So in this sense – Haibike have definitely done what they have set out to do, they have made a DH bike that can get back up the hill no problem – and can match the speed of an uplift. In a way it’s a refreshing feel staying on the bike, keeping warm and making your way back to the top. In the Bikepark situation though- you probably would want to sit with your mates and enjoy the crack on the way back up, so on that sense the social side of an uplift DH is lost a bit – unless you were all on them …. But it’s quite a novel feeling when you hit the bottom of a run, turning the Starship enterprise on, seatpost up and away up the fire road you go at XC racer speed. How many runs can you get? Well it’s a hard question to answer as it’s all about how you ride it and how steep/long the climbs are. For me it was a case of making the climbs as effortless of possible, using sport and turbo (the 2 most powerful modes) to get up the hill. We got on average 8-10 runs in at Descend Bikepark in about 4 hours which was impressive. By this stage the battery would show up as low and with very little range. It would keep going for another half an hour after that, so the battery must have a bit more in it than shown on the display but you wouldnt want to risk getting stuck at the bottom thats for sure. So bascically you can get almost a full days worth of runs in if your blasting up- most probably more if your a less trigger happy on the turbo mode, but that does mean more effort through the pedals and less energy down. As an uplift rig; ideally you’d have 2 batteries and you could potentially get a huge amount of runs in. Batteries don’t come cheap though, starting at a few hundred quid for a spare- although you could argue that it’ll be paid off in a year from no uplift fees!
So enough of the uphill abilities. It’s taken for granted that an E-Bike can do that, but what about the way down? Is the 50lb+ tank even worth riding down the hill ?
To be honest, we were surprised how good it was. The weight is really low slung, all around the Bottom Bracket and downtube. This is like gaffer taping 8 bags of sugar to a normal DH rig, which definitely does effect the handling but not as negatively as imagined. It takes a while to get used to the extra weight, corner setup is more important and you really have to keep momentum going. Once you get it rolling , it certainly trucks on and takes a DH course in its stride. Jumps are fine, as long as you are carrying momentum you can hit more or less anything you normally would. It’s a bit more effort and isn’t as easy to move around in the air but it still gets airborne and doesn’t feel bad at all. This is definitely helped the combination of the Fox 40/ Vivid air, both great dampers which give the bike great tracking and support. We found we had to add more air to the dampers than the manufacturers guidelines to balance out the weight on the bike, especially on the rear shock. Cornering is good, the weight gives great grip and despite the long chain stay numbers it actually tears around switchbacks, that motor and battery weight giving a mega planted feeling and a load of grip. There were certain areas where the bike struggled though- basically where the track lacked momentum . It was almost like you couldn’t pump as well as you can on a normal bike, we couldn’t work out if this was because of the sheer weight of the thing or some type of engine braking . On sections of berms that were on a gentle gradient , where you can normally pump and gain speed , it just felt like you were slowing down and gave you inclination to put pedal strokes in between to keep the speed there. Minor hops and little gaps that you’d normally go for were harder to hit, the weight of the bike at lower speeds makes it harder to make those precision moves that technical DH tracks are all about. Out of everywhere though, the most fun we had on this bike was exploring old DH haunts from years gone by, with no uplift road, which people just don’t ride anymore. It allows you to try tracks you wouldn’t normally because the pushup isn’t an issue.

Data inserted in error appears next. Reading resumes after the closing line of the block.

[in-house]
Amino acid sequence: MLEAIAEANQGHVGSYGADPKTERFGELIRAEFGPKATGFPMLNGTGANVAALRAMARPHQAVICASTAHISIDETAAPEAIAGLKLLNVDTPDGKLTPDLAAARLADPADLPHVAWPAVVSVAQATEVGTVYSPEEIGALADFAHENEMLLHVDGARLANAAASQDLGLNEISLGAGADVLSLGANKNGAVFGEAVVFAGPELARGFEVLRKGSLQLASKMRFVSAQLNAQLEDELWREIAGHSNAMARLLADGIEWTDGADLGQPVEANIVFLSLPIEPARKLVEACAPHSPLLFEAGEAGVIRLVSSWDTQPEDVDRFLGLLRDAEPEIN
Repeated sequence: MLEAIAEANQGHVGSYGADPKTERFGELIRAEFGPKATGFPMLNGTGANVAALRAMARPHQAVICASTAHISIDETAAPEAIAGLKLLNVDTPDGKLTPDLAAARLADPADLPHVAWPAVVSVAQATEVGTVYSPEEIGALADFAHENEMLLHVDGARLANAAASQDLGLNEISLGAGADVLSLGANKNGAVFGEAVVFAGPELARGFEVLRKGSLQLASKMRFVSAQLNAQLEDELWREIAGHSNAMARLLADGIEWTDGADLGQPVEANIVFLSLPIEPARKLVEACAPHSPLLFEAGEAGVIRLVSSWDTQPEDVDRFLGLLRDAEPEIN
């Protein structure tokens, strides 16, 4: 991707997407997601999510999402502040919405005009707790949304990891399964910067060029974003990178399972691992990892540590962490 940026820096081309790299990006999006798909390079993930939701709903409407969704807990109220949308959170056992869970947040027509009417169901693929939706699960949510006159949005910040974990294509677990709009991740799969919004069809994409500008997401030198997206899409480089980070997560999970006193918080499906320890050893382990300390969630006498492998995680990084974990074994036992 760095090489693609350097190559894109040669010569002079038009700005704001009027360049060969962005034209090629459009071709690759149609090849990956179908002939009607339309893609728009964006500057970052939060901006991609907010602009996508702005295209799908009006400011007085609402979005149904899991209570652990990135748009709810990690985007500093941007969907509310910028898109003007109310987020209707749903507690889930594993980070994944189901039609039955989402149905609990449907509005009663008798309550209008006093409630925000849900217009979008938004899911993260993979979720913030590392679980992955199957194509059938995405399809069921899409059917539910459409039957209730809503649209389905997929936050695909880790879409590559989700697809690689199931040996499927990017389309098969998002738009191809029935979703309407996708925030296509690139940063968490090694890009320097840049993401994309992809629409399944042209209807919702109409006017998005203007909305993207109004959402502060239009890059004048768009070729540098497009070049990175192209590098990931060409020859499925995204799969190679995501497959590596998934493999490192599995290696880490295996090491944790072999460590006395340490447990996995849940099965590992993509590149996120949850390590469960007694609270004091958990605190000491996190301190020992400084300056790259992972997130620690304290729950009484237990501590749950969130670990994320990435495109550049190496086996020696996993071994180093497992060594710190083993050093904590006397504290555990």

On steep, slippery rooty DH tracks, the extra weight did make things feel a bit more unpredictable, especially in steep tech corners. But on the whole, it could get down almost anything and it did the job reasonably well.
Geometry on the whole is good, the stock head angle has been steepened a little bit to make it easier to go uphill but for most tracks it still is capable of bombing down pretty well. A great feature is the frame comes with a Cane Creek Angleset to slacken/steepen it which definitely made a difference to the handling on proper DH terrain. The reach measurement on the frame does come up pretty short in comparison to most current DH rigs at 426mm in size large (XL is 450mm). However this felt fine and perhaps keeping the bike shorter counteracts the weight to some extent, to keep the bike more playful. The yellow skid plate which protects the motor sits quite low and took its fair share of knocks but it is replaceable and that’s what it’s there for. Reliability seemed good; in the 1 months test we had no issues other than the cable routing getting tangled at every opportunity. Long term reliability we cant comment on, but Haibike do back the frame up with 5 year warranty and 2 years on the battery.
Conclusion – E’s are good?
With the Xduro Downhill, Haibike have created an awesome machine and one that delivers fun by the bucketload- you can cram a days worth of DH riding into half a day, all self-powered. The determining factor on whether this bike is useful or not is entirely dependent on the terrain you have on your doorstep. Let’s be honest, you’re not going to be as quick as you are on a normal DH bike but it might not be a huge amount slower, possibly a few seconds over a minute depending on the track. But -if you live on the foot of an awesome mountain full of DH grade tracks that have no uplift, then you could actually get a hell of a lot out of this bike. Yeah you aren’t getting the most precision DH performance available – but they have actually designed something that works, the weight holds it back from competing but doesn’t stop it from providing ample opportunities for exploration and grins on the way down. Who would buy it ? Good question. Someone living in the right place , who wants to get maximum bang for their buck in terms of time on the bike. Someone who doesn’t have an uplift service and doesn’t want to put all their energy into pedalling up- and wants to hit DH territory on the way down.